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4 Perfect Debut Albums

Debut albums. They really have never been “make-it-or-break-it” kind of releases as many of rock’s greatest acts had less than stellar initial offerings. But the reverse can sometimes be a bit of a curse.

Here are just a few debut albums that may also be these artists’ best albums:

The Doors – Their first, self-titled LP was an instant classic, giving us “the long version” of “Light My Fire,” which clearly indicated the way rock was going to go in the next few years. It also contained bona fide classics like “Break on Through,” “Soul Kitchen,” and “Twentieth Century Fox.” Add to that one of the obligatory roots blues numbers so popular at that time, “Back Door Man,” and a weird 1925 German opera song written by playwright Bertold Brecht & composer Kurt Weil, “Alabama Song.”

And of course, the cherry on top, the long, stream-of-consciousness ramblings of “The End” (allegedly recorded while Jim Morrison was tripping on acid). While the Doors had a long, successful career until Morrison’s tragic end, as far as the critics were concerned nothing ever matched up to their maiden voyage.

Led Zeppelin – The band actually began life as “The New Yardbirds,” thrown together by Jimmy Page to cover some gigs the Yardbirds had been contracted for before they decided to break up. However, once they got together, Page, Robert Plant, John Paul Jones, and John Bonham decided it made more sense to create a musical identity that owed nothing to the Yardbirds’ past. Their first album was actually recorded before the band even had a record deal. They financed it themselves. This gave the band total creative control. The album was an instant favorite on the newly emerging string of “progressive” radio stations that were popping up on the FM dial. With songs that remained live favorites for years like “Communication Breakdown,” “Dazed and Confused,” and “Good Times Bad Times,” this LP instantly established Led Zeppelin as one of rock’s top acts when it was released in 1968.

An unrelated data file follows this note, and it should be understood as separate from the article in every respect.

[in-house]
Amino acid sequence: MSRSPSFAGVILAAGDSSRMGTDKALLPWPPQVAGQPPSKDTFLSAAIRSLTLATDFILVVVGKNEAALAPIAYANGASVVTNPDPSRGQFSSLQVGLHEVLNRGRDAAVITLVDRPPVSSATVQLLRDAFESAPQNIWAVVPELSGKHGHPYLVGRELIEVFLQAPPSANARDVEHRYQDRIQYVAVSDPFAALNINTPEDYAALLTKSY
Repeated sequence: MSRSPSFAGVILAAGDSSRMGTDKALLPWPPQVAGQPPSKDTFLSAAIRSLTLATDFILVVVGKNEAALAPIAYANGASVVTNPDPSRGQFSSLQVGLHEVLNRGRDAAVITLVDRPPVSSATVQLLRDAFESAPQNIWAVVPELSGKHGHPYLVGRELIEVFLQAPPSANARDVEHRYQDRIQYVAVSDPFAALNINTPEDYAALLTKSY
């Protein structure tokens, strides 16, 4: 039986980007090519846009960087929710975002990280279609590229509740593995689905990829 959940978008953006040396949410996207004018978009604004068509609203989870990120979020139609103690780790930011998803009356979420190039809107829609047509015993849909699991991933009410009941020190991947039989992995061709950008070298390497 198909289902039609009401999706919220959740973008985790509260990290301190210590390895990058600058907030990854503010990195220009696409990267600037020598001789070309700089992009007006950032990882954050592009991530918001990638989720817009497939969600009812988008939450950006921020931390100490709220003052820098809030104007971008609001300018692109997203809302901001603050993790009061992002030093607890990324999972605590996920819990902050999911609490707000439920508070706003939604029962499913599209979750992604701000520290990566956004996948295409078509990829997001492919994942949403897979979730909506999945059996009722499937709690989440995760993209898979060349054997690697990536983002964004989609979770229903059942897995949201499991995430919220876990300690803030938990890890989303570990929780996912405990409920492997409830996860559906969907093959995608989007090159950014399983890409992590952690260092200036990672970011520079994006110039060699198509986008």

Unlike the Doors, many of the group’s subsequent albums were better than or at least equal to this first offering.

Meat Loaf: Bat Out of Hell – Marvin Aday, under his stage name Meat Loaf, was touring with a National Lampoon stage show. For some reason, fledgling composer Jim Steinman was also along on that tour. The two bonded and began working on a rock opera project based on Peter Pan that Steinman called Neverland. That soon morphed into taking 3 songs from the Neverland project and combining them with 4 new Steinman songs to become a project we now know as Bat Out of Hell.

Unable to get any record label interested in them, Mr. Loaf and Steinman recorded the album by themselves over a two-year period (1975-76). Somehow, the duo landed Todd Rundgren as their producer.

What followed was a series of brutal rejections by virtually every major label. Finally, the album secured a release in 1977 through the tiny Cleveland International label. It went on to sell more than 43 million copies (making the major labels look pretty stupid) and established Steinman as a composer who went on to have hits with artists as wide-ranging as Barry Manilow, Bonnie Tyler, and Boyzone.

Unfortunately, Meat Loaf never did find much success singing anyone else’s songs. After their long-delayed Bat follow-up Dead Ringer stiffed, a brief period of feuding between the two ensued. Eventually, they patched things up and Meat Loaf went on to record 3 more LPs of Steinman’s compositions.

The Cars – By the late 70s, much of rock was mired in over-produced, self-important sludge. The remedy was a back-to-basics movement dubbed “new wave.” And one of the leading proponents of that wave was this little band from Boston led by Ric Ocasek. Their debut album, released in 1978, has some interesting parallels to the Doors. Both LPs came out on Elektra Records. Both featured multiple cuts that got extensive FM airplay, and most critics considered both debut albums to be each band’s best.

While the album peaked at #18 on the Billboard chart, it had remarkable staying power and wound up at #4 when the magazine released its year-end chart covering sales & airplay for all of 1978.

With a second side that featured each track seamlessly segueing into the next, band member Elliot Easton has said of the album, "We used to joke that the first album should be called The Cars' Greatest Hits.”

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